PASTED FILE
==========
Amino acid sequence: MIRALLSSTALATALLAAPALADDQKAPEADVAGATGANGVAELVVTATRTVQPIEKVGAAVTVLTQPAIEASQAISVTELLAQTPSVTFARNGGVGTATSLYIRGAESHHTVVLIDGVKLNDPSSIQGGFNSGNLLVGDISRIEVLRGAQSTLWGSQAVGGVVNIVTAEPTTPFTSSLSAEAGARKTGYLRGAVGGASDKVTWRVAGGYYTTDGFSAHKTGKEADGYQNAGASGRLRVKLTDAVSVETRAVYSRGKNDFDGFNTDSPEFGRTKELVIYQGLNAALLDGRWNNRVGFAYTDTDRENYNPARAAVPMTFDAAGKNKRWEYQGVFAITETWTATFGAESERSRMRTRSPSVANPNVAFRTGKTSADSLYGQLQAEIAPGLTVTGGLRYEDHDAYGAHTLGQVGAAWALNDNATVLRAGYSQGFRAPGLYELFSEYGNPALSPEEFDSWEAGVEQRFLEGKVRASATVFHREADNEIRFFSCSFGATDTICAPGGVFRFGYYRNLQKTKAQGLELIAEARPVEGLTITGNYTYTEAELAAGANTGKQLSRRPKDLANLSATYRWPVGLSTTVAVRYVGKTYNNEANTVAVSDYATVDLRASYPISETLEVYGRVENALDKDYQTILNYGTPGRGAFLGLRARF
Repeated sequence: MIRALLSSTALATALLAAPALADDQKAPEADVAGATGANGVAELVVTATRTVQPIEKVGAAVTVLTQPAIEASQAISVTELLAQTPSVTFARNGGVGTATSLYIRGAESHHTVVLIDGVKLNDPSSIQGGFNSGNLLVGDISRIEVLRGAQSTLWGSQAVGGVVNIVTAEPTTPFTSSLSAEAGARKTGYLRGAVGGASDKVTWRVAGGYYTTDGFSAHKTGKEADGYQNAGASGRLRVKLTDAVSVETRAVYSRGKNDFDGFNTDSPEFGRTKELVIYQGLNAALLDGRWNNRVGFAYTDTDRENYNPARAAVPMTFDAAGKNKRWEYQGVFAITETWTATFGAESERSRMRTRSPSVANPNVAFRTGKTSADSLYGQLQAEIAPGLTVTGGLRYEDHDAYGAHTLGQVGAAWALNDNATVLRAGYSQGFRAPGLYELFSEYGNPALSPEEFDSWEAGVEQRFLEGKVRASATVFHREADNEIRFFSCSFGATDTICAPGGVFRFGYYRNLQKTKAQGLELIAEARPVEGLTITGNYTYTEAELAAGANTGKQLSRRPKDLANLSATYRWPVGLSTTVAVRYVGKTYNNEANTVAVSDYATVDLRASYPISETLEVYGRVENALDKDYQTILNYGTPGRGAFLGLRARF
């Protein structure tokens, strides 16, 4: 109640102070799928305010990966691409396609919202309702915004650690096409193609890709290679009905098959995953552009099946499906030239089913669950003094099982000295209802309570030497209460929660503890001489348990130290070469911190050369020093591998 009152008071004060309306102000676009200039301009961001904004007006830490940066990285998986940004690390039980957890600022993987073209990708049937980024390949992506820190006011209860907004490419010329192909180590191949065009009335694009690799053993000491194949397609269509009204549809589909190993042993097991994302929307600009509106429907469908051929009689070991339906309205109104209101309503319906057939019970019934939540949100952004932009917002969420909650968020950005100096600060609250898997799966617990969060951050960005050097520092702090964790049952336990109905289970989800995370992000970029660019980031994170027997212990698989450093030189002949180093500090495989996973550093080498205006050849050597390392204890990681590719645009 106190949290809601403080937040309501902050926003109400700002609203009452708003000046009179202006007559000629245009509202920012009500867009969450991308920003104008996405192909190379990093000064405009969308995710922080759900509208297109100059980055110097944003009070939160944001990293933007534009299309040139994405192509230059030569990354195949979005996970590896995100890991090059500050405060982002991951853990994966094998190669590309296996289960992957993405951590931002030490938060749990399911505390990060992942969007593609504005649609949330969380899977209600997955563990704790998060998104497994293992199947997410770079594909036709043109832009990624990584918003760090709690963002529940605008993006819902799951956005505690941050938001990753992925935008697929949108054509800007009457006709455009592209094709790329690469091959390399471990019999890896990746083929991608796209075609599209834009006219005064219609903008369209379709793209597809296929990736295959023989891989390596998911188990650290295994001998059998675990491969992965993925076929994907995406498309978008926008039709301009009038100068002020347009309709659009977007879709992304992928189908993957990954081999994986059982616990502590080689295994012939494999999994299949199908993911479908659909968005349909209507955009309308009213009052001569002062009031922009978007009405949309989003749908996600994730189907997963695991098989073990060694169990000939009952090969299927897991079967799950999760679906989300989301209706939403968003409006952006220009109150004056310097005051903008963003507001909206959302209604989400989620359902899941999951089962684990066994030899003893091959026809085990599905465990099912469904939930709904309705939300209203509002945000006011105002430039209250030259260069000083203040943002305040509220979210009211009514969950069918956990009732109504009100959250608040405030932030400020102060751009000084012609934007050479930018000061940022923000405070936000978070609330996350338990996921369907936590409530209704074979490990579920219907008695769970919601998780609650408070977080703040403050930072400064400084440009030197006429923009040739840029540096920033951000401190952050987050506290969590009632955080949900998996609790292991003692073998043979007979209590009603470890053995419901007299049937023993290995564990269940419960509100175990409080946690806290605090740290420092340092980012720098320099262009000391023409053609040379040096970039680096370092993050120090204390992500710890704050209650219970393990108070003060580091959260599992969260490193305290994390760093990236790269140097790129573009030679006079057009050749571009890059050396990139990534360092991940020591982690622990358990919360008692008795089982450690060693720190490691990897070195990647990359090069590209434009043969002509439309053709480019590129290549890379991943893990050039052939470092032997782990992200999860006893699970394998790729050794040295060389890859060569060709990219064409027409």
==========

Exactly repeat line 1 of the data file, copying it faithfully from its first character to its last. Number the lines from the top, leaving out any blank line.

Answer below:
Amino acid sequence: MIRALLSSTALATALLAAPALADDQKAPEADVAGATGANGVAELVVTATRTVQPIEKVGAAVTVLTQPAIEASQAISVTELLAQTPSVTFARNGGVGTATSLYIRGAESHHTVVLIDGVKLNDPSSIQGGFNSGNLLVGDISRIEVLRGAQSTLWGSQAVGGVVNIVTAEPTTPFTSSLSAEAGARKTGYLRGAVGGASDKVTWRVAGGYYTTDGFSAHKTGKEADGYQNAGASGRLRVKLTDAVSVETRAVYSRGKNDFDGFNTDSPEFGRTKELVIYQGLNAALLDGRWNNRVGFAYTDTDRENYNPARAAVPMTFDAAGKNKRWEYQGVFAITETWTATFGAESERSRMRTRSPSVANPNVAFRTGKTSADSLYGQLQAEIAPGLTVTGGLRYEDHDAYGAHTLGQVGAAWALNDNATVLRAGYSQGFRAPGLYELFSEYGNPALSPEEFDSWEAGVEQRFLEGKVRASATVFHREADNEIRFFSCSFGATDTICAPGGVFRFGYYRNLQKTKAQGLELIAEARPVEGLTITGNYTYTEAELAAGANTGKQLSRRPKDLANLSATYRWPVGLSTTVAVRYVGKTYNNEANTVAVSDYATVDLRASYPISETLEVYGRVENALDKDYQTILNYGTPGRGAFLGLRARF